Late direct fuel injection for reduced combustion rates in a gasoline controlled auto-ignition engine
Homogeneous charge compression ignition concepts despite high efficiency and ultra-low nitrous oxides emissions, suffer from week controllability and load range limited by excessive pressure rise rates. In the present work, controlled auto-ignition is achieved via direct injection of gasoline into the exhaust gasses recompressed during negative valve overlap phase. Single cylinder engine experiments are designed to explore the potential of additional late post injection strategies for pressure rise rate and peak pressure suppressing. For two mixture strengths, fuel distribution is varied between 3 gasoline injection events. In-depth combustion analysis is supported by emission measurement results. Increasing the amount of gasoline, post-injected during the main compression event, was proven to be an effective measure for reducing pressure rise rates, with over 50% reduction potential. The regulation capability however, is limited by typical tread-offs between stratified and homogenous fuelling concepts. Using post injection strategy results in decreased hydrocarbon emissions, but causes rapid increase in carbon monoxide and particulate matter emissions. Nitrous oxide increase rate is dependent on mixture strength with significantly higher sensitivities during lean operation. © 2018 Society of Thermal Engineers of Serbia.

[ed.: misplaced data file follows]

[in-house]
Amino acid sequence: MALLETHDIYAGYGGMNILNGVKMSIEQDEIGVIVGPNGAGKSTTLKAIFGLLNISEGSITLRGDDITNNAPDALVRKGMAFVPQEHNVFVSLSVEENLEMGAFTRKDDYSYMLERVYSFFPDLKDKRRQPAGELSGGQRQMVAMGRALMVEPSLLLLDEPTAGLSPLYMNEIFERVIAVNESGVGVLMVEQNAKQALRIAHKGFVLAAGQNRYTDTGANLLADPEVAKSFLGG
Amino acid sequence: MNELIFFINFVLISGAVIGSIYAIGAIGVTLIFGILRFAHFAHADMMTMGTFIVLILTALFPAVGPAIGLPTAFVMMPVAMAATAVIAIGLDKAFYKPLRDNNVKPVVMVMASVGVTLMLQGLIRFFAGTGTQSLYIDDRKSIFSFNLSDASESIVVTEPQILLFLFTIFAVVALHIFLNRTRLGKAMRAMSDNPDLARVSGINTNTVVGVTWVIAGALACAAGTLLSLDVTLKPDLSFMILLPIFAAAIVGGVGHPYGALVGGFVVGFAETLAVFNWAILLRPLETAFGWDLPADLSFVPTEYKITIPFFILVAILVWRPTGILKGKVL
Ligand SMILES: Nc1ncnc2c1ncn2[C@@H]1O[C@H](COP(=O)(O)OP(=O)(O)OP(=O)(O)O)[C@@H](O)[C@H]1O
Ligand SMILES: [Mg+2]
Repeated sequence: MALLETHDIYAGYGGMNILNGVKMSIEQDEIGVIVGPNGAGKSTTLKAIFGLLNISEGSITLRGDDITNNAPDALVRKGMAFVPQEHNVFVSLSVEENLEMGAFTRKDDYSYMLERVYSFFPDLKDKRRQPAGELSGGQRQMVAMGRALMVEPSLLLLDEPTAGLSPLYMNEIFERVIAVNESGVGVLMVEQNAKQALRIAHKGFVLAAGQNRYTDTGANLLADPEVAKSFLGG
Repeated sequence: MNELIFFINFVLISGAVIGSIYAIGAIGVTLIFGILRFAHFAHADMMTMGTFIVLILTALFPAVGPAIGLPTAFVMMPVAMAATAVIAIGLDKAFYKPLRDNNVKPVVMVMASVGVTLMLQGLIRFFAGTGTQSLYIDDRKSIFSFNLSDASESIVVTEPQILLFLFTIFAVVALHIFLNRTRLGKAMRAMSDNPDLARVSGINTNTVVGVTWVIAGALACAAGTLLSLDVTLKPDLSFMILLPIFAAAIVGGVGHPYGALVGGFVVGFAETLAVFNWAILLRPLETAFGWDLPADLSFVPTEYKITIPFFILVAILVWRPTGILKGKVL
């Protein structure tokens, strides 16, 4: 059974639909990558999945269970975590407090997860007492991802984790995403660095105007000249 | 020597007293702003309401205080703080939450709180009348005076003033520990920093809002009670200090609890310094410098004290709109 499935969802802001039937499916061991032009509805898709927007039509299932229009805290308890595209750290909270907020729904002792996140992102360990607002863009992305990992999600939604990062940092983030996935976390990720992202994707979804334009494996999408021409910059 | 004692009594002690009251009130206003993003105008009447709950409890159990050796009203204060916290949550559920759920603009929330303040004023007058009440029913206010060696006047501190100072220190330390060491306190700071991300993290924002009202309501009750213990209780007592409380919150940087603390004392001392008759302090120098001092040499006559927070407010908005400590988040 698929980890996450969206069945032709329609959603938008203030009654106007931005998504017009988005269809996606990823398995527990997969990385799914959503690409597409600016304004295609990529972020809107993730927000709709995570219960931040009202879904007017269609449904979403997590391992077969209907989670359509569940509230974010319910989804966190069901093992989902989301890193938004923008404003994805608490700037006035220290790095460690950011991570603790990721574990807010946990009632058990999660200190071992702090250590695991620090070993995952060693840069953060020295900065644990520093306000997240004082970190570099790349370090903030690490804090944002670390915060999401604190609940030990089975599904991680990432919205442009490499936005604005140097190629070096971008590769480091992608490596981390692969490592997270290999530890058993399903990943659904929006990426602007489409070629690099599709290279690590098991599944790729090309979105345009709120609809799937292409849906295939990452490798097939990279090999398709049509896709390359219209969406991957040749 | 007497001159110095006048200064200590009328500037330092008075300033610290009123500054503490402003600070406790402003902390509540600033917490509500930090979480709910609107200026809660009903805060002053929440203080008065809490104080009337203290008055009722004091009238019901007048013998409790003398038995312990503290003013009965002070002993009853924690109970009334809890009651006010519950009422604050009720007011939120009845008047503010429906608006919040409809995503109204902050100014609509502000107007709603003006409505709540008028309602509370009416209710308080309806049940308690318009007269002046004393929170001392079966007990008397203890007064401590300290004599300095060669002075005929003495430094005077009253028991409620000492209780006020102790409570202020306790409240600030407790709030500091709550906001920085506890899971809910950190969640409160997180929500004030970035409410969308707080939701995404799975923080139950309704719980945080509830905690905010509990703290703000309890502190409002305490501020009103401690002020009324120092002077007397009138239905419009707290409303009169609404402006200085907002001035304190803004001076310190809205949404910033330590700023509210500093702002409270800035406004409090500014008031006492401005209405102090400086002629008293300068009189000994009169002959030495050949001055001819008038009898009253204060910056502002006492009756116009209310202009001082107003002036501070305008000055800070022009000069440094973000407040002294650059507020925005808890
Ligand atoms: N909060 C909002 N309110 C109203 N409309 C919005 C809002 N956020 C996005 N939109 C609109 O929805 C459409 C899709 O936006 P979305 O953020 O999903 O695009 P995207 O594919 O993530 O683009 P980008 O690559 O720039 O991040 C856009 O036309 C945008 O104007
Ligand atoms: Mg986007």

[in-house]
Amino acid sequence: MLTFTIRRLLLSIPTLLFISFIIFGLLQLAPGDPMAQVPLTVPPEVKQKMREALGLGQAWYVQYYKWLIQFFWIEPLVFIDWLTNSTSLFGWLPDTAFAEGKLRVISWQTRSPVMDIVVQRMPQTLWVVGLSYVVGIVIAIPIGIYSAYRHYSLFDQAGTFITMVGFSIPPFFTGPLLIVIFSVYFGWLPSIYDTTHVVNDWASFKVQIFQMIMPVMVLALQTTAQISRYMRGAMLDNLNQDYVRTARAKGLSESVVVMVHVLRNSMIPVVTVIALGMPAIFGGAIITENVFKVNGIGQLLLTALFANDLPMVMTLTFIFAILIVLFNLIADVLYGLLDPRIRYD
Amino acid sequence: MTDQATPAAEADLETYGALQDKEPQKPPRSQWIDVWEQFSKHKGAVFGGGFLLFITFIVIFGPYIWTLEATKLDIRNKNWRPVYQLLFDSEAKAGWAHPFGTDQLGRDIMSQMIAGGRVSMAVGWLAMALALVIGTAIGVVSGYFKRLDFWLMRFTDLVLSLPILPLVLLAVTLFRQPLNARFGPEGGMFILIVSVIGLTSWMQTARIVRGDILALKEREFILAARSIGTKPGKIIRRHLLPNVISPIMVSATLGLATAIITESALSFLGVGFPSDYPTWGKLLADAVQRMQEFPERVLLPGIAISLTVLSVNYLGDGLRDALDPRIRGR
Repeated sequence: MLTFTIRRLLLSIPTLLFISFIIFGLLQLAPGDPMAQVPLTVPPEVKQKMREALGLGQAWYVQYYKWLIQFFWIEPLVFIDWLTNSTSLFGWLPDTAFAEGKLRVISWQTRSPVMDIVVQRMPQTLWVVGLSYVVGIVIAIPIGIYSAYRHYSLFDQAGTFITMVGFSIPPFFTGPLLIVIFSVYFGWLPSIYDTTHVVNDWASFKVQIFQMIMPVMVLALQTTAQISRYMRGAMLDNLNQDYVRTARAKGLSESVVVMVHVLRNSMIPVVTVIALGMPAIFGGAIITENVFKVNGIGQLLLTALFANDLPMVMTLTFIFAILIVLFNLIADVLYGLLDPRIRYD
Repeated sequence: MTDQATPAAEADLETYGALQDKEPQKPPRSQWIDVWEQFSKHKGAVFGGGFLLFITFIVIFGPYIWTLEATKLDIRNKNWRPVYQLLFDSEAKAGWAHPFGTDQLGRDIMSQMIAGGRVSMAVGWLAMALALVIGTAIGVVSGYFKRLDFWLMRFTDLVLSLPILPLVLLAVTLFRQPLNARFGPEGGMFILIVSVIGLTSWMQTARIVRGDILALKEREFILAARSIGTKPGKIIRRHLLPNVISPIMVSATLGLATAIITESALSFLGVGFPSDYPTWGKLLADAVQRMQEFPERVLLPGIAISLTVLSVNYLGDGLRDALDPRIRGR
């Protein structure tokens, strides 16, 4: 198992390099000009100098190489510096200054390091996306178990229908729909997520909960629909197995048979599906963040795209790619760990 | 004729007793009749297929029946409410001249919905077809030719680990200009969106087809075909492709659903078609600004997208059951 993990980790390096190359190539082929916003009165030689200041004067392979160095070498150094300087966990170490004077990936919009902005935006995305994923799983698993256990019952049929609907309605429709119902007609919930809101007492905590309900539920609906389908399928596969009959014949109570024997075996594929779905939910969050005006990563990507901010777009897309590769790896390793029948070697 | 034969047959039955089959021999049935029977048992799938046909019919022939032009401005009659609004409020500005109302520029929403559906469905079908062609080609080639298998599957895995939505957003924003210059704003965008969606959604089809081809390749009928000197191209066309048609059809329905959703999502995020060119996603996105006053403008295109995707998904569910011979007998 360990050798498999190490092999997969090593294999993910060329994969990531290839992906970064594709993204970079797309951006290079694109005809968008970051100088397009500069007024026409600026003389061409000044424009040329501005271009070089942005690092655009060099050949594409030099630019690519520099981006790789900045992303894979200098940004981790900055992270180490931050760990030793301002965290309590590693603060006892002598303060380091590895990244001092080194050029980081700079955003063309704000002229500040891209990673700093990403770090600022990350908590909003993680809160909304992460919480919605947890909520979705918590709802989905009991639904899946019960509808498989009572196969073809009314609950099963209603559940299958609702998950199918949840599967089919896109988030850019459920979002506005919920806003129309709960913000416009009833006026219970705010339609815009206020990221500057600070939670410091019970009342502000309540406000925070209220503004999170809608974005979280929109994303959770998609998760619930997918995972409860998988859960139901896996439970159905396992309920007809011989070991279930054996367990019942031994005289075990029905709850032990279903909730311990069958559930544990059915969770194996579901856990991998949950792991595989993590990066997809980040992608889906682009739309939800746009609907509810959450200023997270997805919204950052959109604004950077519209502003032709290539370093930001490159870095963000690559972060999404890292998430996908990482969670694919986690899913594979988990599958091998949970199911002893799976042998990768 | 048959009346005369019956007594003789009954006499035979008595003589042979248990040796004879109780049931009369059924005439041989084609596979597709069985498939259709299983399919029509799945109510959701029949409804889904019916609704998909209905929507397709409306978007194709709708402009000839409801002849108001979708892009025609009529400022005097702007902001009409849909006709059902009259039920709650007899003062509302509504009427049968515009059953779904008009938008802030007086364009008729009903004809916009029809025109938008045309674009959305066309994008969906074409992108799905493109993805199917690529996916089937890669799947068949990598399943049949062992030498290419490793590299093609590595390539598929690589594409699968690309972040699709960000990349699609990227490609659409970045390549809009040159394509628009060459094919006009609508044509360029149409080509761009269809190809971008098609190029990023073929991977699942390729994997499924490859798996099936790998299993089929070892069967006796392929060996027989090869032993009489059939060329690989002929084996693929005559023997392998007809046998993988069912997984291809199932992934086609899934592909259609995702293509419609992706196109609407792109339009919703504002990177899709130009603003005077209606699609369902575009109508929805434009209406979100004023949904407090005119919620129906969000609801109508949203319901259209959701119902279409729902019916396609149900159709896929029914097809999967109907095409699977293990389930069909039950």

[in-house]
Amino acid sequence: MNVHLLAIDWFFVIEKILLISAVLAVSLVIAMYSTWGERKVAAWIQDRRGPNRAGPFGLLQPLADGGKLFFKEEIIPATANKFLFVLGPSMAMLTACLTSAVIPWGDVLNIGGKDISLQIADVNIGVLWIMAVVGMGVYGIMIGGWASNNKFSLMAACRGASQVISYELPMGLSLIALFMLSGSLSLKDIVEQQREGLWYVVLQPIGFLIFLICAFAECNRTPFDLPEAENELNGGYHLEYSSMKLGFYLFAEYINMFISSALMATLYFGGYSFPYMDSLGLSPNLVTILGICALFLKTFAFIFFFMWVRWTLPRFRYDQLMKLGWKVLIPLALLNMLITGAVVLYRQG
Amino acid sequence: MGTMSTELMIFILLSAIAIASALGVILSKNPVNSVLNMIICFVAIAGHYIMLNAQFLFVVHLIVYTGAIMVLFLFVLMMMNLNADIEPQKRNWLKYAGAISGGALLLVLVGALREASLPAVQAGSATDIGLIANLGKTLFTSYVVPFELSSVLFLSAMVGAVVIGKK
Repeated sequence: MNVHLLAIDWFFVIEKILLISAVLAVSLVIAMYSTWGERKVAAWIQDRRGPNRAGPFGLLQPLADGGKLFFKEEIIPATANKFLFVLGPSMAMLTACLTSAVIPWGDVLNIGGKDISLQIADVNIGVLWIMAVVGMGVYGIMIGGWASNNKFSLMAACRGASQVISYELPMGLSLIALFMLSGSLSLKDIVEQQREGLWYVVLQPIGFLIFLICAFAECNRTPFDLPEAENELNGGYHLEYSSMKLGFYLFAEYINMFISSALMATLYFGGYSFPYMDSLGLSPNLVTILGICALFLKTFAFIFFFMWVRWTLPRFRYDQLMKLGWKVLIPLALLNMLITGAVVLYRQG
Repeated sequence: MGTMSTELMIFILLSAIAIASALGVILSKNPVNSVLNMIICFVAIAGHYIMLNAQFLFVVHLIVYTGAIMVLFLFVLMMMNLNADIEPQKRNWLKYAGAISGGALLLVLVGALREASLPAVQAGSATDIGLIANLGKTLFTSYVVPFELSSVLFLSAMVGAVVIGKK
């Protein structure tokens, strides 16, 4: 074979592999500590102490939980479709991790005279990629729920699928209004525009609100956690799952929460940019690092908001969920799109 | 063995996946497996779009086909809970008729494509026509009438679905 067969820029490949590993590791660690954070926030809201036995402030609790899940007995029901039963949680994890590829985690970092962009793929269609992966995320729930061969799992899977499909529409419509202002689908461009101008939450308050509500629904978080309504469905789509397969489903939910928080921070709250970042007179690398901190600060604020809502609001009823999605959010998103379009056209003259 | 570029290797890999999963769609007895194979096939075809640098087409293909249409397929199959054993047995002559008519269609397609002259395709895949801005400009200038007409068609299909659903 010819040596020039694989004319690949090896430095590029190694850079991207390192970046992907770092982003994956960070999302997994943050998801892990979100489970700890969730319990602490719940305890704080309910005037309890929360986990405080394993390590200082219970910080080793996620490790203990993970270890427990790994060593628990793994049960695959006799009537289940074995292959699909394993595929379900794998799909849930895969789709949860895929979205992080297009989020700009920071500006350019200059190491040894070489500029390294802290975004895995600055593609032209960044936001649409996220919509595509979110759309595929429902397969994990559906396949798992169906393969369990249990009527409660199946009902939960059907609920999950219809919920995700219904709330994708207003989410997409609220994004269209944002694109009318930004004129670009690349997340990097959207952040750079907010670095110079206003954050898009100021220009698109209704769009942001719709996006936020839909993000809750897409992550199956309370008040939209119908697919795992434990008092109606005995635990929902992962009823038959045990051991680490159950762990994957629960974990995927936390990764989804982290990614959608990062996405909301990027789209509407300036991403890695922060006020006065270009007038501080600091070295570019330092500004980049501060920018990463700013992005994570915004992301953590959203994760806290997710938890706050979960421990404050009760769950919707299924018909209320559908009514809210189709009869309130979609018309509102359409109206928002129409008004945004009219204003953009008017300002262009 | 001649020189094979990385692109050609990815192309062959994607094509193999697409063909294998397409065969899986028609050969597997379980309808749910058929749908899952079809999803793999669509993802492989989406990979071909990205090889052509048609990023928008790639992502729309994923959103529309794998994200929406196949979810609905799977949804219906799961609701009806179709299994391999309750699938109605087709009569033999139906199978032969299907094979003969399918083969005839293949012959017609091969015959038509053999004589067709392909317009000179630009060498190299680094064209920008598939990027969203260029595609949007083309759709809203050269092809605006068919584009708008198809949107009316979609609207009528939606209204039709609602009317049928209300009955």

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Direct fuel injection
Internal combustion engine
Low temperature combustion
Serbian Society of Heat Transfer Engineers
Thermal Science, 22 (3), 1299-1309